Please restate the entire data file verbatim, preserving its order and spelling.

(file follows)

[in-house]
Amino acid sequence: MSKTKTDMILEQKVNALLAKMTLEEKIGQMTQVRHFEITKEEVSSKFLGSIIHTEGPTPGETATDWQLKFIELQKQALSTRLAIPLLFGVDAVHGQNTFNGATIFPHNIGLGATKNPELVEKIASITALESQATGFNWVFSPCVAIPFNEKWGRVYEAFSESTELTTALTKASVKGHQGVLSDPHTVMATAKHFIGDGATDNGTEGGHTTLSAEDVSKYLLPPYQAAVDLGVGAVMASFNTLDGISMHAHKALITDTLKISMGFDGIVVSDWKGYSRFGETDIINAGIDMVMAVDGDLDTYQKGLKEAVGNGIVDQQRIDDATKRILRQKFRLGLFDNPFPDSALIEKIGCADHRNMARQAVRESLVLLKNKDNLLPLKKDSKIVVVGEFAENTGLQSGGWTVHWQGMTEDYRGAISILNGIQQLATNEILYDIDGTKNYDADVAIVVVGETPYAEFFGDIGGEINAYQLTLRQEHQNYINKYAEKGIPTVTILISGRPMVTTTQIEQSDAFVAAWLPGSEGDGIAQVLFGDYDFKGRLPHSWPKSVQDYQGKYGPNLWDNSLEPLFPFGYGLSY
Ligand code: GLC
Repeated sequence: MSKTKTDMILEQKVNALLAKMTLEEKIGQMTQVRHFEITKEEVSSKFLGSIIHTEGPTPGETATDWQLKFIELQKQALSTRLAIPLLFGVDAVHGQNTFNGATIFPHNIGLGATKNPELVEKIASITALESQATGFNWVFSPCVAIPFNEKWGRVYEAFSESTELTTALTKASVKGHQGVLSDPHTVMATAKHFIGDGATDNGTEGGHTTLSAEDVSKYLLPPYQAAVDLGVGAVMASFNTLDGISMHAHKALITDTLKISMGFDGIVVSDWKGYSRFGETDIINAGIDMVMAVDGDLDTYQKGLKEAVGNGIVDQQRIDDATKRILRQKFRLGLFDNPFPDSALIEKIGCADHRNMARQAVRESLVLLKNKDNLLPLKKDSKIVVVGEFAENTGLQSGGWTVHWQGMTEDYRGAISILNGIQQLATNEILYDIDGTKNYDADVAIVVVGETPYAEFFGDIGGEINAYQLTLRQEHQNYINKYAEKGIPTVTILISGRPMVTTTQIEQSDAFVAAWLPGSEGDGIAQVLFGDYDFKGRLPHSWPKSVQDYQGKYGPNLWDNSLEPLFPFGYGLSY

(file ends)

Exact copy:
[in-house]
Amino acid sequence: MSKTKTDMILEQKVNALLAKMTLEEKIGQMTQVRHFEITKEEVSSKFLGSIIHTEGPTPGETATDWQLKFIELQKQALSTRLAIPLLFGVDAVHGQNTFNGATIFPHNIGLGATKNPELVEKIASITALESQATGFNWVFSPCVAIPFNEKWGRVYEAFSESTELTTALTKASVKGHQGVLSDPHTVMATAKHFIGDGATDNGTEGGHTTLSAEDVSKYLLPPYQAAVDLGVGAVMASFNTLDGISMHAHKALITDTLKISMGFDGIVVSDWKGYSRFGETDIINAGIDMVMAVDGDLDTYQKGLKEAVGNGIVDQQRIDDATKRILRQKFRLGLFDNPFPDSALIEKIGCADHRNMARQAVRESLVLLKNKDNLLPLKKDSKIVVVGEFAENTGLQSGGWTVHWQGMTEDYRGAISILNGIQQLATNEILYDIDGTKNYDADVAIVVVGETPYAEFFGDIGGEINAYQLTLRQEHQNYINKYAEKGIPTVTILISGRPMVTTTQIEQSDAFVAAWLPGSEGDGIAQVLFGDYDFKGRLPHSWPKSVQDYQGKYGPNLWDNSLEPLFPFGYGLSY
Ligand code: GLC
Repeated sequence: MSKTKTDMILEQKVNALLAKMTLEEKIGQMTQVRHFEITKEEVSSKFLGSIIHTEGPTPGETATDWQLKFIELQKQALSTRLAIPLLFGVDAVHGQNTFNGATIFPHNIGLGATKNPELVEKIASITALESQATGFNWVFSPCVAIPFNEKWGRVYEAFSESTELTTALTKASVKGHQGVLSDPHTVMATAKHFIGDGATDNGTEGGHTTLSAEDVSKYLLPPYQAAVDLGVGAVMASFNTLDGISMHAHKALITDTLKISMGFDGIVVSDWKGYSRFGETDIINAGIDMVMAVDGDLDTYQKGLKEAVGNGIVDQQRIDDATKRILRQKFRLGLFDNPFPDSALIEKIGCADHRNMARQAVRESLVLLKNKDNLLPLKKDSKIVVVGEFAENTGLQSGGWTVHWQGMTEDYRGAISILNGIQQLATNEILYDIDGTKNYDADVAIVVVGETPYAEFFGDIGGEINAYQLTLRQEHQNYINKYAEKGIPTVTILISGRPMVTTTQIEQSDAFVAAWLPGSEGDGIAQVLFGDYDFKGRLPHSWPKSVQDYQGKYGPNLWDNSLEPLFPFGYGLSY